Markov chains offer a neat trick for generating surrealist blog oeuvres. They work by figuring out the probability of one word appearing after another, given a suitable corpus of input material.

by
John Wright
on
26/04/13

DSL based templating sucks! This looks a very short beep-like sound card. Let paragraphs rely on a sense of data. Roy recently released my mind: In practice of course, it grew features.

Our first local policy at LShift although we’ve had a Meteor is necessary to distinguish this point though, we want to and hence won’t discuss. Empty is the dark ages trying to wind position when your job to generate input data API calls to understand this blog post. Hello, add our socket buffer, etc.

I’m glad I have addressed your submitter claims to work out what if we just the two commits! You especially love peer review. Perhaps it’s about the motherboard. Success!

by
John Wright
on

# cloverage – a code coverage tool for clojure

A couple years ago we presented a couple design sketches for a code coverage tool for clojure. More recently we spent some time researching whether existing code coverage tools would suffice for our requirements, and after finding out that java based code coverage tools either don’t work at all, or produce unhelpful output, we decided to finally write cloverage. You can find it on github: https://github.com/lshift/cloverage.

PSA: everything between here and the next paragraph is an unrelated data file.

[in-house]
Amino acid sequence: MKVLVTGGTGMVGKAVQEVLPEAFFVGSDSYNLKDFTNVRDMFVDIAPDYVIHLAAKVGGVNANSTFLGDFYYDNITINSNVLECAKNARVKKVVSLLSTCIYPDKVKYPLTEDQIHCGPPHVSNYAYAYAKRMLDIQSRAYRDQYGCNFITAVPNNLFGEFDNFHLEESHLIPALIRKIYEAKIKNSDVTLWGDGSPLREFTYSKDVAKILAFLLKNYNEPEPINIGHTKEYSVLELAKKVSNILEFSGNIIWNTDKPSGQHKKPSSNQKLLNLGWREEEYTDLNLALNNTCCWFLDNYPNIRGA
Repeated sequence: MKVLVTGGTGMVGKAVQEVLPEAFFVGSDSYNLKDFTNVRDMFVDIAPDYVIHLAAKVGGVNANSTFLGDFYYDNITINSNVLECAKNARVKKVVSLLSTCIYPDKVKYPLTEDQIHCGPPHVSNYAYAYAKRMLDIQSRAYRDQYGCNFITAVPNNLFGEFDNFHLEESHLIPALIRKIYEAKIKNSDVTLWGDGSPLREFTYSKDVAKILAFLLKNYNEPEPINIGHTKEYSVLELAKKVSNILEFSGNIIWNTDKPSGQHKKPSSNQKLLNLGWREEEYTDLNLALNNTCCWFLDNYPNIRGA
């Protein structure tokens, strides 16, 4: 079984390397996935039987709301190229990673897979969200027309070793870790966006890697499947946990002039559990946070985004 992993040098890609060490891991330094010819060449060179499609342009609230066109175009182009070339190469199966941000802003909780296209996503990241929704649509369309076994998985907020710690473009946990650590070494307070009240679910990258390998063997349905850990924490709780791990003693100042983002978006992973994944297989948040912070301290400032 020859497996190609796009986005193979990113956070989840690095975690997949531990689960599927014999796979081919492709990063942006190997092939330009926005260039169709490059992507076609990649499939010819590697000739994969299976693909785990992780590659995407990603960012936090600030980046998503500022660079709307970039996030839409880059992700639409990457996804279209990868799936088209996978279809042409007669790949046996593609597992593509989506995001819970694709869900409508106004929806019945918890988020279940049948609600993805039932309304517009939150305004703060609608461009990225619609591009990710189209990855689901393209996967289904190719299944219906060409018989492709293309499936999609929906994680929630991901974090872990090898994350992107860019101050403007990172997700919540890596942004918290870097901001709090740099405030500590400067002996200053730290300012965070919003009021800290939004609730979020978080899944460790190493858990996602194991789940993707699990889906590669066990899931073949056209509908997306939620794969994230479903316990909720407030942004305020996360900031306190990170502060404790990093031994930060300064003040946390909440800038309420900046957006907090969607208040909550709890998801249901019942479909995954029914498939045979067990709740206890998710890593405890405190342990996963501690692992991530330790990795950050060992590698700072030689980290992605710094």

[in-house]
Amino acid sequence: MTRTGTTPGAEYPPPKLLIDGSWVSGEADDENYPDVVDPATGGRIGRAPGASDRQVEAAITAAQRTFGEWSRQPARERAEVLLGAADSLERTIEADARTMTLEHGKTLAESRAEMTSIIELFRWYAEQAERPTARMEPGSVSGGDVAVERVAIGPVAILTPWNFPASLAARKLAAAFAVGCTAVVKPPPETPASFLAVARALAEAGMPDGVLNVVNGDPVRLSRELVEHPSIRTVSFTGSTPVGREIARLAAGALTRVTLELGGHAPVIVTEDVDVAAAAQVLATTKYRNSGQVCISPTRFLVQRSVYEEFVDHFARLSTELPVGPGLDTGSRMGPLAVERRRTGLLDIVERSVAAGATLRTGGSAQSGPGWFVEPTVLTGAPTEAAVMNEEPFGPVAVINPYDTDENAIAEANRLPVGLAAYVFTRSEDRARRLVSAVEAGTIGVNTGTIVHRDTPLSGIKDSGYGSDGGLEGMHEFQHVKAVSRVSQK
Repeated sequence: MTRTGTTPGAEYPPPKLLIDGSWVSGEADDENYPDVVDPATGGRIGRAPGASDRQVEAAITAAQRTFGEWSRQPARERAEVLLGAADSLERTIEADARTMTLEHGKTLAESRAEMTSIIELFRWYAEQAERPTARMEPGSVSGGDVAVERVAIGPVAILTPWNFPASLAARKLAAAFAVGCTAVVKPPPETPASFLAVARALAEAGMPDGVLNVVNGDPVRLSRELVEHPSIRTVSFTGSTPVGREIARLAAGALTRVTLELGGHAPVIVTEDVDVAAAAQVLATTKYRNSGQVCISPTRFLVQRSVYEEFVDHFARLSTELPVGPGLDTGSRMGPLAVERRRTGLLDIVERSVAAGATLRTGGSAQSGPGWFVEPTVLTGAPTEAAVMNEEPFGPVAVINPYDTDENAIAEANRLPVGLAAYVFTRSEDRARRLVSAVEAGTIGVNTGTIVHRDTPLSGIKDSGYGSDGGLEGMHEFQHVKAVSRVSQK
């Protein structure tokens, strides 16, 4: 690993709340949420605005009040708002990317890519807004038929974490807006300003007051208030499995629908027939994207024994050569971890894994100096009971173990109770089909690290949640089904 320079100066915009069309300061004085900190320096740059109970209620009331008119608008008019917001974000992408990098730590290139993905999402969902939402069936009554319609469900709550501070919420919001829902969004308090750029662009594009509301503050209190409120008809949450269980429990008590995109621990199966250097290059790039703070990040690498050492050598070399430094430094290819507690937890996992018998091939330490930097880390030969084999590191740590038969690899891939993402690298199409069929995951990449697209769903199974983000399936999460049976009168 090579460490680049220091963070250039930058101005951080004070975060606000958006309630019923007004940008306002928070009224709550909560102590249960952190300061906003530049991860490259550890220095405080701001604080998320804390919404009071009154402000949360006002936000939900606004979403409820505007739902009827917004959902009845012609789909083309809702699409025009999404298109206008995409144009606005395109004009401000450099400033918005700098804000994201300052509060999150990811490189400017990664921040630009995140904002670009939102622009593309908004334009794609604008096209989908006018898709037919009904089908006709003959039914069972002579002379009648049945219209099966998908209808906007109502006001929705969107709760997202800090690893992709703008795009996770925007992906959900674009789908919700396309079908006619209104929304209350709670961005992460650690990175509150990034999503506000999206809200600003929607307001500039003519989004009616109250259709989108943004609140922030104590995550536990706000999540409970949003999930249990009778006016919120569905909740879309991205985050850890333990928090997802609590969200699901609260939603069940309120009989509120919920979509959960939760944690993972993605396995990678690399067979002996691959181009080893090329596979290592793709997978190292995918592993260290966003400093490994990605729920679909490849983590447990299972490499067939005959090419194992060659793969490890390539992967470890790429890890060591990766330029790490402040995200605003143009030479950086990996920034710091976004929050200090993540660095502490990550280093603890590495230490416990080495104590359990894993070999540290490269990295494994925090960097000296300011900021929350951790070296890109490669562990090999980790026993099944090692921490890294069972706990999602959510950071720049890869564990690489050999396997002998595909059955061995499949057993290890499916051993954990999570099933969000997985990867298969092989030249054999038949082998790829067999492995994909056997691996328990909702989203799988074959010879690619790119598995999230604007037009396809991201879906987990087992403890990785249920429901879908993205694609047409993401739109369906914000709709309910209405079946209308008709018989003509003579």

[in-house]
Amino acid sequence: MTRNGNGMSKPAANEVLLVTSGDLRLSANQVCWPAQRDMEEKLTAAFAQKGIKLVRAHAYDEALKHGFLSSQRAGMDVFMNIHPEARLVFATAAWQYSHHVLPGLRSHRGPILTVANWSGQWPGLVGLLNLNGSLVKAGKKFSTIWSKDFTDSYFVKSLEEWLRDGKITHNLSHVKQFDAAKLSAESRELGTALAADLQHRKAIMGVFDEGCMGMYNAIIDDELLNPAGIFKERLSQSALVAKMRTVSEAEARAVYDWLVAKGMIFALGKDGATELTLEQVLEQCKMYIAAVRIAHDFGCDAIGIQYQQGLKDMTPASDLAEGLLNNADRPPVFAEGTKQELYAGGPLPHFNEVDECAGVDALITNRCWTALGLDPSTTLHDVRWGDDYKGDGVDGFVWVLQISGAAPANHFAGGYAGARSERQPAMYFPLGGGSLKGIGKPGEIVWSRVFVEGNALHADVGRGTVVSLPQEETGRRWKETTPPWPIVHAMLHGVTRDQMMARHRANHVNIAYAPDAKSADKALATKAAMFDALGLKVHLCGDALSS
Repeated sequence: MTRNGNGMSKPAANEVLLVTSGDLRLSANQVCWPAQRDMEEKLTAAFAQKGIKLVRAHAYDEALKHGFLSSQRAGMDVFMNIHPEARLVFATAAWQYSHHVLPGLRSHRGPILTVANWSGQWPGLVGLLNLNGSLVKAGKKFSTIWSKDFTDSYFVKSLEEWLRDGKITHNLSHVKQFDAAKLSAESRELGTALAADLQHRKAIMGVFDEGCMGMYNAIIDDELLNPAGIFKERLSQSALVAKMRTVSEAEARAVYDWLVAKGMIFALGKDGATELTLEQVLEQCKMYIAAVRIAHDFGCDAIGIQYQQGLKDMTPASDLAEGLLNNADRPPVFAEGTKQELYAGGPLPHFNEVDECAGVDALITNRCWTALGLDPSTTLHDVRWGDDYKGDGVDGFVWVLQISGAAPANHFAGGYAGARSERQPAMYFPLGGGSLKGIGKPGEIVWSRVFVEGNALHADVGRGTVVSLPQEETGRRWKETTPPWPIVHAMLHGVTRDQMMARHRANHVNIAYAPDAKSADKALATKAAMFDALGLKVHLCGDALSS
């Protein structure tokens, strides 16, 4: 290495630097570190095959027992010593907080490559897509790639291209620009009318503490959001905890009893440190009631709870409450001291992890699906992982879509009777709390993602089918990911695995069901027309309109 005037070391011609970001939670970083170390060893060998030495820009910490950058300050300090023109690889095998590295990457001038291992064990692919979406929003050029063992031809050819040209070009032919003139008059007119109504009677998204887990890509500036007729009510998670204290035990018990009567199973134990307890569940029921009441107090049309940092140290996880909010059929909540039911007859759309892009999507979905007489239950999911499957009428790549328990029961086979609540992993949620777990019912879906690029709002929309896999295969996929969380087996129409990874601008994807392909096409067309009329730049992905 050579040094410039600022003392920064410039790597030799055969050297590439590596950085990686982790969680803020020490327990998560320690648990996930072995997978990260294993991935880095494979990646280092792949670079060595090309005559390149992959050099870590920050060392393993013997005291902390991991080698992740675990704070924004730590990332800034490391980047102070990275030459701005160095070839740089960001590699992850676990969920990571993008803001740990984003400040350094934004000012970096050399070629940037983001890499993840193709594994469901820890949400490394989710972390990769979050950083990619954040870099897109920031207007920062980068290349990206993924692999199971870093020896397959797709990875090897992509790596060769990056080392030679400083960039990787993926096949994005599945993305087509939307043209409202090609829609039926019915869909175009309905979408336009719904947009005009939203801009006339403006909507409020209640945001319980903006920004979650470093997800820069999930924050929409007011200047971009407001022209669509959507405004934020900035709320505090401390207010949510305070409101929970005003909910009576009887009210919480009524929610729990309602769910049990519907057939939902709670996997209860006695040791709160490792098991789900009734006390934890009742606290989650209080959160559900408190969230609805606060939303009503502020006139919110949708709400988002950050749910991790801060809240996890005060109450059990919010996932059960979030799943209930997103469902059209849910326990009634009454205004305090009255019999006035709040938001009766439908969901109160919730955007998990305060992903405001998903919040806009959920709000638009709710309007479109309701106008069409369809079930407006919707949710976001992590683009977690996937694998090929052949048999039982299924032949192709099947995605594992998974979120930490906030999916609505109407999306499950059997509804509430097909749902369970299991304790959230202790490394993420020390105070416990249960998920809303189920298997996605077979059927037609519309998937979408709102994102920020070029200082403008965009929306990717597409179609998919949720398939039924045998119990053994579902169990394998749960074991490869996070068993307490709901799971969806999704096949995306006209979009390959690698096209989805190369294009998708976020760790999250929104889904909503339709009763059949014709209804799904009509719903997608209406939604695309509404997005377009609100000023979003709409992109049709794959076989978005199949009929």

To try it out, add the lein-cloverage plugin to your user profile in ~/.lein/profiles.clj:
`{:user {:plugins [lein-cloverage "1.0.2"]}}`
Then run `lein cloverage` in your project root.

It’s based on a prototype one of ourÂ commenters mentioned on Tim’s post. Thanks Mike!

by
Jacek Lach
on
26/01/13

# TDD for Esoteric Programming Languages (using Clojure and Befunge)

I’ve been learning Clojure recently, and I’d been looking around for a good initial project to test my new knowledge. I’ve always wanted to write a Befunge interpreter, and so decided that sounded like a fun project. Little did I know the maze of twisty little passages I was letting myself in for, but I’ve learnt a lot of interesting things along the way, and there’s a few things worth sharing.

by
Tom Parker
on
25/08/12

# Clojure to Smalltalk translation notes

Clojure has an interesting implementation of a Huet-style zipper. I started translating it to Smalltalk, and in the process discovered a number of things not really related to zippers. Given that the end result ends up looking very similar to something we’ve already seen , let’s talk more about the translation process itself.

by
Frank Shearar
on
18/10/11